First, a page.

A group of former diplomats and others are proposing a political settlement to end the U.S.-led war in Afghanistan, and they recommend beginning that process now.
That process, they say, would involve talks with all parties in the country, including the insurgent Taliban.
Led by former UN Special Envoy for Afghanistan Lakhdar Brahimi and former U.S. ambassador and Under Secretary of State Thomas Pickering, a group of 15 American and non-American diplomats and scholars put forward their plan in a new report titled, “Afghanistan: Negotiating Peace.”
The U.S. military invaded Afghanistan following the Sept. 11, 2001, attacks to oust the Taliban regime which had been providing a safe haven for the Al-Qaeda terrorists who had plotted the attacks.
President Obama, when he came into office in 2009, continued — and escalated — the combat against Taliban insurgents.
The diplomats see a continuing military stalemate in the conflict, even in light of President Obama’s surge of combat troops, “war weariness setting in,” and other factors pointing to the need for a negotiated resolution, Pickering says in a press briefing held Wednesday.
“It was time to open the door to a political process,” Pickering says.
The team behind the report note that support for continuing the war both among Afghans, and in Western nations, is declining.
The report authors have put forward 35 recommendations to get the peace process started, noting that the U.S. government has a key role to play in a negotiated settlement.
“Peace is possible in Afghanistan, if Afghans on all sides can overcome their deep divisions and if the international community does not waver or fragment—just as international unity of purpose has contained and then resolved such other intractable conflicts as Cambodia, Mozambique, El Salvador, and Bosnia-Herzegovina,” the report says. “For Afghans and the international community alike, 2011 can be the year when allies and adversaries reach the strategic conclusion that this war must end in a compromise peace, and commence the serious negotiations that will be required to achieve it.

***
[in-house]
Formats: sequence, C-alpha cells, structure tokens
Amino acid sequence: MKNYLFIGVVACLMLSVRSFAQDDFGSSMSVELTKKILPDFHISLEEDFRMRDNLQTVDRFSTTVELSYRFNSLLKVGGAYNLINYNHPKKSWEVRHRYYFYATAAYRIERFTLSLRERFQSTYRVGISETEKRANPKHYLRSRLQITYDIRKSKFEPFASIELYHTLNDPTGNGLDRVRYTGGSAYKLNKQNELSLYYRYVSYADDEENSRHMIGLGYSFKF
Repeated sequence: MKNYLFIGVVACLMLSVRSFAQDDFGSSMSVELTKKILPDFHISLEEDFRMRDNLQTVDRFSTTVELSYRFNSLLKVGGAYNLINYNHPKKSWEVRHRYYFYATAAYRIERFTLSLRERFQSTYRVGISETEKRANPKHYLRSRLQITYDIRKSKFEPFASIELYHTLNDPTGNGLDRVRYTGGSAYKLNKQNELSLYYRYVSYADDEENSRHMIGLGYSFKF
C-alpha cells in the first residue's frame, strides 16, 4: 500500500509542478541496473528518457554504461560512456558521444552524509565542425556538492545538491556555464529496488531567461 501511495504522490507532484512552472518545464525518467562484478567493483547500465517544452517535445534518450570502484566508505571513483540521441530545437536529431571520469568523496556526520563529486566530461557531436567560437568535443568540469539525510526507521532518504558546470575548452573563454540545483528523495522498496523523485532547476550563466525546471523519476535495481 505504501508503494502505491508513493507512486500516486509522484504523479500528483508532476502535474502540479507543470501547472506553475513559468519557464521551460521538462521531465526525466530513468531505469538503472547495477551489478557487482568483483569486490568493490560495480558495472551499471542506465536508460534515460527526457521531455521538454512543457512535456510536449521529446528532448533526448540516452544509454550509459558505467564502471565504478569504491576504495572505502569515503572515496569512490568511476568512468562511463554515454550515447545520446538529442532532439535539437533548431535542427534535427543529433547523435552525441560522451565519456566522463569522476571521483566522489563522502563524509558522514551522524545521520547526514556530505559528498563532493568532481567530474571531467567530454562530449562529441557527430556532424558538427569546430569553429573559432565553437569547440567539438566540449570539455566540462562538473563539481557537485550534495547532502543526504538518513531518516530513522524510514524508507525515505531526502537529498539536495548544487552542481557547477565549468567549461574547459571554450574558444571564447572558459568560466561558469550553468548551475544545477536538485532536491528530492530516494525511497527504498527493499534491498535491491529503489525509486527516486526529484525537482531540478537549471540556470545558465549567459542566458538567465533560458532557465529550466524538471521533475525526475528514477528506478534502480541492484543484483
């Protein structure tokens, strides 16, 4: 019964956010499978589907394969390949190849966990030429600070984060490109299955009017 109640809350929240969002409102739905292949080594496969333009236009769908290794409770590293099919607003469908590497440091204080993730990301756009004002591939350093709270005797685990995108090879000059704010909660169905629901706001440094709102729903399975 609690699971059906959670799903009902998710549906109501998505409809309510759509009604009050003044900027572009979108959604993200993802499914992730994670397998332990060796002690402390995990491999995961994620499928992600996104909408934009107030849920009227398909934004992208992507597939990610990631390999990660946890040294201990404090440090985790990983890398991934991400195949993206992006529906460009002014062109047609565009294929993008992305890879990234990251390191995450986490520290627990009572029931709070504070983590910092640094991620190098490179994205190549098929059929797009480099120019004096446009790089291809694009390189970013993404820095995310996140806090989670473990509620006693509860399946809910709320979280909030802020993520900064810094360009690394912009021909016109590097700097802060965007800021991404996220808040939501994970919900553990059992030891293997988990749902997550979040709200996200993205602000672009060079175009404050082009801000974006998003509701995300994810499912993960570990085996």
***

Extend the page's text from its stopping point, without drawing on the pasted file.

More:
A majority of those behind the report are non-Americans, and that none of the authors have dissented in the recommendations. “I find the unanimity of perspective very important,” says Steve Clemons, a noted Washington foreign-policy expert who supports the plan.
All factions in the conflict should be at the table, the report authors say.
“If there is a candidate for exclusion, it would be al-Qaeda,” Pickering says.
Among basic conditions of the process, the authors note, would be the Taliban severing its ties to al-Qaeda, containment of Afghanistan’s persistent export of narcotics, as well as withdrawal of the U.S.-led International Security Assistance Force. “Their phase-out will be welcomed by most governments in the region,” the report says.
Instead, the United Nations should deploy peacekeeping forces to support the implementation of the negotiated settlement.
“Neither a belligerent party to the current conflict, nor states bordering Afghanistan, should be part of the force; Muslim countries in particular should be encouraged to participate,” the report says.
Scott Nance is the publisher of the news site The Washington Current, formerly known as On The Hill. He has covered Congress and the federal government for more than a decade.